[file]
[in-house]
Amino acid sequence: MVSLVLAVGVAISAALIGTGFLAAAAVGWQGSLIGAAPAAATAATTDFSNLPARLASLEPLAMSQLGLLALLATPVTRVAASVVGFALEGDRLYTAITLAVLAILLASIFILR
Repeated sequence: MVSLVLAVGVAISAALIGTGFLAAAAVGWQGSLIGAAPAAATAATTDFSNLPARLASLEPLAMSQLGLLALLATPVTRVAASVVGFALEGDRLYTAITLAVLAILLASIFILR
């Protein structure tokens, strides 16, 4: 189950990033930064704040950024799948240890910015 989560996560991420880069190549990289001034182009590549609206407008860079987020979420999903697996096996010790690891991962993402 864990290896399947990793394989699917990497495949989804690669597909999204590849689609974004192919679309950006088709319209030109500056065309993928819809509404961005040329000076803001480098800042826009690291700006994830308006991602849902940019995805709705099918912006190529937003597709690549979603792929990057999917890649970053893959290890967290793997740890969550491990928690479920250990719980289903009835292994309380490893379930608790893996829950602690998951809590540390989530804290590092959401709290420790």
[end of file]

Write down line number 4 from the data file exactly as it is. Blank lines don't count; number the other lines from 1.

């Protein structure tokens, strides 16, 4: 189950990033930064704040950024799948240890910015 989560996560991420880069190549990289001034182009590549609206407008860079987020979420999903697996096996010790690891991962993402 864990290896399947990793394989699917990497495949989804690669597909999204590849689609974004192919679309950006088709319209030109500056065309993928819809509404961005040329000076803001480098800042826009690291700006994830308006991602849902940019995805709705099918912006190529937003597709690549979603792929990057999917890649970053893959290890967290793997740890969550491990928690479920250990719980289903009835292994309380490893379930608790893996829950602690998951809590540390989530804290590092959401709290420790």